#13
So Young Kim, Min-Su Kim, Bumjung Park, Jin-Hwan Kim, Hyo Geun Choi
Several studies have reported negative relations between allergic diseases and school performance but have not simultaneously considered various allergic diseases, including allergic rhinitis, asthma, and atopic dermatitis, and only examined a limited number of participants. The present study investigated the associations of allergic rhinitis, asthma, and atopic dermatitis with school performance in a large, representative Korean adolescent population. A total of 299,695 7th through 12th grade students participated in the Korea Youth Risk Behaviour Web-based Survey (KYRBWS) from 2009 to 2013...
2017: PloS One
https://www.readbyqxmd.com/read/28207767/osteoporosis-in-adult-patients-with-atopic-dermatitis-a-nationwide-population-based-study
#14
Ching-Ying Wu, Ying-Yi Lu, Chun-Ching Lu, Yu-Feng Su, Tai-Hsin Tsai, Chieh-Hsin Wu
The aim of this study was to investigate osteoporosis risk in atopic dermatitis (AD) patients. This study included patients in the Taiwan National Health Insurance Research dataset. The population-based study included all patients aged 20-49 years who had been diagnosed with AD during 1996-2010. In total, 35,229 age and gender-matched patients without AD in a 1:1 ratio were randomly selected as the non-AD group. Cox proportional-hazards regression and Kaplan-Meier analyses were used to measure the hazard ratios and the cumulative incidences of osteoporosis, respectively...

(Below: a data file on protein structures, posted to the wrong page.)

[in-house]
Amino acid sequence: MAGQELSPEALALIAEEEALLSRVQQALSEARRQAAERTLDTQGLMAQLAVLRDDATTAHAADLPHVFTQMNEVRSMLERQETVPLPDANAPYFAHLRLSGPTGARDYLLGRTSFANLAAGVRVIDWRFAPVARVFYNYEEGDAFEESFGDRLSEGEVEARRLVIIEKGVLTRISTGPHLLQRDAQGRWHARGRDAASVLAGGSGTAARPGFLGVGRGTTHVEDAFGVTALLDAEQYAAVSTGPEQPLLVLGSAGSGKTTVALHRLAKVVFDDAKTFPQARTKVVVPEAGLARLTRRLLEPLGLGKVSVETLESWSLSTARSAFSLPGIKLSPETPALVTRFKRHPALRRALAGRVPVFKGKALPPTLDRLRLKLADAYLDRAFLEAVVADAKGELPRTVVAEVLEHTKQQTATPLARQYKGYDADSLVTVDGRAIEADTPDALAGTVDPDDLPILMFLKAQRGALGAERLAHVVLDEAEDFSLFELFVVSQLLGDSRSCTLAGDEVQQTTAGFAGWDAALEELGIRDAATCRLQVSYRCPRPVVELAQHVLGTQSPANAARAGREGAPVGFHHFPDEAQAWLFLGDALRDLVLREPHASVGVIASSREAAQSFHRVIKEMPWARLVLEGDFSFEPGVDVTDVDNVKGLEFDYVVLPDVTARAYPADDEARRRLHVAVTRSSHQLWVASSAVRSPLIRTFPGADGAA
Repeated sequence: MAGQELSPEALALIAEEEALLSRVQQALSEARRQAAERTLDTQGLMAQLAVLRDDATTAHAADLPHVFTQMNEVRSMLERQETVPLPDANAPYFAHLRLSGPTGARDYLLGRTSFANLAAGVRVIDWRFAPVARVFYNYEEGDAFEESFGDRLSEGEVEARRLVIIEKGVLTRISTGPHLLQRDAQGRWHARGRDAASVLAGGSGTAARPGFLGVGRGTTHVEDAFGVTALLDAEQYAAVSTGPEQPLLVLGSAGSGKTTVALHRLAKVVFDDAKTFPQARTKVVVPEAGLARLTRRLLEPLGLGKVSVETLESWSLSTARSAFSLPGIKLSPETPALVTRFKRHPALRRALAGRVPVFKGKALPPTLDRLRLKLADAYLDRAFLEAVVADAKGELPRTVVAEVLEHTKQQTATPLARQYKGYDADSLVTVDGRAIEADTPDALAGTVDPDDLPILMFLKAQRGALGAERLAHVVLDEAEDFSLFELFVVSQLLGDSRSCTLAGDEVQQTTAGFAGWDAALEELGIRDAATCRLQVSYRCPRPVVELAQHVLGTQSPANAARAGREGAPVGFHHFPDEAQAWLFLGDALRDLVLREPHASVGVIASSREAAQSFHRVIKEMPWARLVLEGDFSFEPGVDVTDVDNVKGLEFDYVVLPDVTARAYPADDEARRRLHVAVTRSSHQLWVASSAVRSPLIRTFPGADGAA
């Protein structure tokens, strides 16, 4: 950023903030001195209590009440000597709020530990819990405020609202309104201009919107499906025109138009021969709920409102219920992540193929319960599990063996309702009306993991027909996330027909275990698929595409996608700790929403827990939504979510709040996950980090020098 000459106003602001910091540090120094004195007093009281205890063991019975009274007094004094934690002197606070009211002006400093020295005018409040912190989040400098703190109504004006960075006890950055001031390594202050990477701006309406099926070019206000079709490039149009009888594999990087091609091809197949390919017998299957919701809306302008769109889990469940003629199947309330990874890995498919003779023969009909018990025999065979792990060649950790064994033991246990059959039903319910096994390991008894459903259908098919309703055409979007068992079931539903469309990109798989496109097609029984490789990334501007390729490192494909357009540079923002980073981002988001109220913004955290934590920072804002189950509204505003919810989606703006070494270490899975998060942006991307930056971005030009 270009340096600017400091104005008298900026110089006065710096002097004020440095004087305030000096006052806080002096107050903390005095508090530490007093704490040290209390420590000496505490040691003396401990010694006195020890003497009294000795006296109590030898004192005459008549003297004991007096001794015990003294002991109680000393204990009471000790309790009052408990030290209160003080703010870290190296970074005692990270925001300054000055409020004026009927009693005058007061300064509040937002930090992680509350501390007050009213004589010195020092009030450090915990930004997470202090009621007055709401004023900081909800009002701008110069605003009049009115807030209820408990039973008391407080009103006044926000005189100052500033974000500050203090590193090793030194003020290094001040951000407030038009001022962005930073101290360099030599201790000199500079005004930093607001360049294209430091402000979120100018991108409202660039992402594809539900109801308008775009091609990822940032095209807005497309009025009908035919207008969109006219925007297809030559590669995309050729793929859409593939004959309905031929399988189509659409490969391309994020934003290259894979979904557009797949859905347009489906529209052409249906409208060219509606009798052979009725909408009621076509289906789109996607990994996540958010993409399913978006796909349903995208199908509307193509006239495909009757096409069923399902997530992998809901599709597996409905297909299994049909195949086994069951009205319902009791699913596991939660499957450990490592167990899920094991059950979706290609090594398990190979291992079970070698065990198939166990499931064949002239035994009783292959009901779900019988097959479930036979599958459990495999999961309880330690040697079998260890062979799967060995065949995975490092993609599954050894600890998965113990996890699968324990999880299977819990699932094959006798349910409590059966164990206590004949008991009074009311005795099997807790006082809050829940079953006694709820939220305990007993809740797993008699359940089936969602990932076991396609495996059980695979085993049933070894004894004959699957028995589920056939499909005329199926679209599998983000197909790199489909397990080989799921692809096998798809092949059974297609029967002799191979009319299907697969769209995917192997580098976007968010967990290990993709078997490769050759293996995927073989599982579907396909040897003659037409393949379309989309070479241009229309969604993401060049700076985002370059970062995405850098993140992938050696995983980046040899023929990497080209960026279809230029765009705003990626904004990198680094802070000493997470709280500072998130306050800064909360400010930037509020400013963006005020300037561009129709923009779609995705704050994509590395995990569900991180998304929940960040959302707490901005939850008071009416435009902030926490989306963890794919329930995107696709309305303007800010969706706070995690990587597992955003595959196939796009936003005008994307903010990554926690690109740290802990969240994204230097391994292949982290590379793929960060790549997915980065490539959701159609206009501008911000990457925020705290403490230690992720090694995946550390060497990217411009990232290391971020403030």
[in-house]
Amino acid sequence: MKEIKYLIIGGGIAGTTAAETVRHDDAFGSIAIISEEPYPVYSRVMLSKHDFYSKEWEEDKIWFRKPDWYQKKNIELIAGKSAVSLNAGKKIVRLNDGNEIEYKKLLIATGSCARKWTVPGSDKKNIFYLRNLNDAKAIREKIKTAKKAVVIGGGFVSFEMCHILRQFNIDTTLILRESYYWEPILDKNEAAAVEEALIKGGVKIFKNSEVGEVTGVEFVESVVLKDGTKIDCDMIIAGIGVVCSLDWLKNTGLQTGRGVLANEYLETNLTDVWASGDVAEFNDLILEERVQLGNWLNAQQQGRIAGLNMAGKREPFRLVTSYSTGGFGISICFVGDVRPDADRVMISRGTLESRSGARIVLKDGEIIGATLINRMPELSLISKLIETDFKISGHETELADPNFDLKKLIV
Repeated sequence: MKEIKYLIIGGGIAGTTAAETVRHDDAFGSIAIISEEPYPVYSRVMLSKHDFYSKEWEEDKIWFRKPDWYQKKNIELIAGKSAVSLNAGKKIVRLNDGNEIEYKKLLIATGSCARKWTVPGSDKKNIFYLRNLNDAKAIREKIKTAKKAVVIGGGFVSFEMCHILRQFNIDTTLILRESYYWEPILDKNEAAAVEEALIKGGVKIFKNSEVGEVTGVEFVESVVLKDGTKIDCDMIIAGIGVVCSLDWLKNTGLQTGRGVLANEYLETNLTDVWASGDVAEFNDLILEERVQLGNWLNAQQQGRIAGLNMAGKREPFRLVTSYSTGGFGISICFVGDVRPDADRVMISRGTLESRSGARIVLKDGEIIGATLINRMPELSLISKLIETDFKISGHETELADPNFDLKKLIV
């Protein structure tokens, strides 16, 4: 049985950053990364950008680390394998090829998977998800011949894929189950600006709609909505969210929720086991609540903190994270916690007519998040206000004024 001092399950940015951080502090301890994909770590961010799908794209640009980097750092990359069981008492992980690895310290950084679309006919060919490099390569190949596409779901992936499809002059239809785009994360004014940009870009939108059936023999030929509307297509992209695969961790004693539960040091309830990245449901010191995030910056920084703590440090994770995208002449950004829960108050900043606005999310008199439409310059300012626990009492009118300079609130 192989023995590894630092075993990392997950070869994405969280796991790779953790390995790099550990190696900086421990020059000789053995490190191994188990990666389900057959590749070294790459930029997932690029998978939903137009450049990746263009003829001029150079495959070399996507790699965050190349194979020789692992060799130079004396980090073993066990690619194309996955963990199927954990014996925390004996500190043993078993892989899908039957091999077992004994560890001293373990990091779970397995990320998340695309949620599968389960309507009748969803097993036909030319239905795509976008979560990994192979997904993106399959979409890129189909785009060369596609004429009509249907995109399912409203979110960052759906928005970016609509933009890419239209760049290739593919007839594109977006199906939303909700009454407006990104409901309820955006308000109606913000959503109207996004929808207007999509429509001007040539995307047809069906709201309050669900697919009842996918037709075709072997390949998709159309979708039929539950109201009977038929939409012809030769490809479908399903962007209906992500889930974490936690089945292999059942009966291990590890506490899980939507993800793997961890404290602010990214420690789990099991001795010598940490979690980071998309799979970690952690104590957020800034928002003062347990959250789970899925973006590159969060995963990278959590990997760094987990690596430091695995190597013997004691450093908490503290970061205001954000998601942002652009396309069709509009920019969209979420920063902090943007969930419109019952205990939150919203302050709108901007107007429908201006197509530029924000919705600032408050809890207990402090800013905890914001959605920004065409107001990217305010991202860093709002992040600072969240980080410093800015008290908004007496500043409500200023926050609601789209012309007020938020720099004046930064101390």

2017: PloS One
https://www.readbyqxmd.com/read/28207081/can-we-be-too-clean-for-our-own-good-the-hygiene-hypothesis-reviewed
#15
Sheenal Patel, Rebecca Gruchalla
The hygiene hypothesis began as an attempt to explain the relatively rapid rise in atopic diseases. Strachan's early hypothesis regarding the role of family size and exposure to early childhood infections in the development of atopic diseases has clearly evolved to integrate the possible effects of hygiene, eradication of parasitic infections, immunizations, improvements in home heating and ventilation, dust mite exposure, breastfeeding duration, diet, parental smoking, pollution, and exposure to pets and farm animals...
February 1, 2017: Texas Medicine
https://www.readbyqxmd.com/read/28207075/quality-of-life-of-parents-of-children-with-atopic-dermatitis
#16
Joanna Marciniak, Adam Reich, Jacek C Szepietowski
Atopic dermatitis (AD) is the most common chronic dermatitis in children. The influence of AD on quality of life of parents of children with AD was studied using the Family Dermatology Life Quality Index (FDLQI). Fifty children with AD were included in the study (age range 2-24 months) together with their parents. Children's AD was found to influence the quality of life of both parents; however, it had a more significant influence on quality of life of mothers than that of fathers (mean FDLQI: 17.1 ± 5...